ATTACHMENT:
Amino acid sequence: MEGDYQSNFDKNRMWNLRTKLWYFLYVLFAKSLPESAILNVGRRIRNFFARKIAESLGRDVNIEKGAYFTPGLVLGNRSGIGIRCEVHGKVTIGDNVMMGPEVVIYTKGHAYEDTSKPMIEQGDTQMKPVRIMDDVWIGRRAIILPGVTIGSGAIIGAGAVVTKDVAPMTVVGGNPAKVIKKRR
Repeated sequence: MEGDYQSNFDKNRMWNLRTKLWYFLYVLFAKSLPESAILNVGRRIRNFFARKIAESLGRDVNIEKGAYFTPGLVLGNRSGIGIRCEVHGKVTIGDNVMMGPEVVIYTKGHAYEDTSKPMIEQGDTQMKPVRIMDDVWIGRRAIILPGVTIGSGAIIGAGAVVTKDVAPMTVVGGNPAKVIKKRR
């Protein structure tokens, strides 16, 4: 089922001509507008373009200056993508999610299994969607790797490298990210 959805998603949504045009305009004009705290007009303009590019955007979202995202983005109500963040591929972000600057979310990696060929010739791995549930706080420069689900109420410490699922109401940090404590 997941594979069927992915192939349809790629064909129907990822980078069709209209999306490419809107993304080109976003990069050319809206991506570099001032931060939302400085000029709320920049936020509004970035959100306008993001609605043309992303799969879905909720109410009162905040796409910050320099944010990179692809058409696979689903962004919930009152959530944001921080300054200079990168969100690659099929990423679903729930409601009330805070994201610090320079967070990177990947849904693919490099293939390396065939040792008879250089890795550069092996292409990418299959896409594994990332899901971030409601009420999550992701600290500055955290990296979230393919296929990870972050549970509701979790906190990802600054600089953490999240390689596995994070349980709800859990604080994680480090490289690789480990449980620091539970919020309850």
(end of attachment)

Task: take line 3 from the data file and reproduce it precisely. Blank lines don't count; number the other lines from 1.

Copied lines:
């Protein structure tokens, strides 16, 4: 089922001509507008373009200056993508999610299994969607790797490298990210 959805998603949504045009305009004009705290007009303009590019955007979202995202983005109500963040591929972000600057979310990696060929010739791995549930706080420069689900109420410490699922109401940090404590 997941594979069927992915192939349809790629064909129907990822980078069709209209999306490419809107993304080109976003990069050319809206991506570099001032931060939302400085000029709320920049936020509004970035959100306008993001609605043309992303799969879905909720109410009162905040796409910050320099944010990179692809058409696979689903962004919930009152959530944001921080300054200079990168969100690659099929990423679903729930409601009330805070994201610090320079967070990177990947849904693919490099293939390396065939040792008879250089890795550069092996292409990418299959896409594994990332899901971030409601009420999550992701600290500055955290990296979230393919296929990870972050549970509701979790906190990802600054600089953490999240390689596995994070349980709800859990604080994680480090490289690789480990449980620091539970919020309850």